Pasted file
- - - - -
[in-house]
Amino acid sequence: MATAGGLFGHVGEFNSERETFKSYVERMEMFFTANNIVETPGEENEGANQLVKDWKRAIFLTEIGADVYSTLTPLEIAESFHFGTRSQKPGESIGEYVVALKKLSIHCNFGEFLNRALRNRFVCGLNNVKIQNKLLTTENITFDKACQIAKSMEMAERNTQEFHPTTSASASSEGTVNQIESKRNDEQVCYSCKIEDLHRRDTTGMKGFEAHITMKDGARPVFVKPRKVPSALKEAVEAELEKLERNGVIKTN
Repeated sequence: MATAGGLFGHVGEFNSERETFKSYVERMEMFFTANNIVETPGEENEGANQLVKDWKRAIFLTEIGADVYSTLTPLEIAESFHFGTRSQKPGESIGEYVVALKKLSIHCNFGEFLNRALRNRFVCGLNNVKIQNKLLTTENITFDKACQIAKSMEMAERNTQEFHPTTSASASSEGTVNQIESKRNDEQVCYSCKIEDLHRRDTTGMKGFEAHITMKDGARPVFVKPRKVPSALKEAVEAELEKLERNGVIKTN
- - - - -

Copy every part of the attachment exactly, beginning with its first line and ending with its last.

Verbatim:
[in-house]
Amino acid sequence: MATAGGLFGHVGEFNSERETFKSYVERMEMFFTANNIVETPGEENEGANQLVKDWKRAIFLTEIGADVYSTLTPLEIAESFHFGTRSQKPGESIGEYVVALKKLSIHCNFGEFLNRALRNRFVCGLNNVKIQNKLLTTENITFDKACQIAKSMEMAERNTQEFHPTTSASASSEGTVNQIESKRNDEQVCYSCKIEDLHRRDTTGMKGFEAHITMKDGARPVFVKPRKVPSALKEAVEAELEKLERNGVIKTN
Repeated sequence: MATAGGLFGHVGEFNSERETFKSYVERMEMFFTANNIVETPGEENEGANQLVKDWKRAIFLTEIGADVYSTLTPLEIAESFHFGTRSQKPGESIGEYVVALKKLSIHCNFGEFLNRALRNRFVCGLNNVKIQNKLLTTENITFDKACQIAKSMEMAERNTQEFHPTTSASASSEGTVNQIESKRNDEQVCYSCKIEDLHRRDTTGMKGFEAHITMKDGARPVFVKPRKVPSALKEAVEAELEKLERNGVIKTN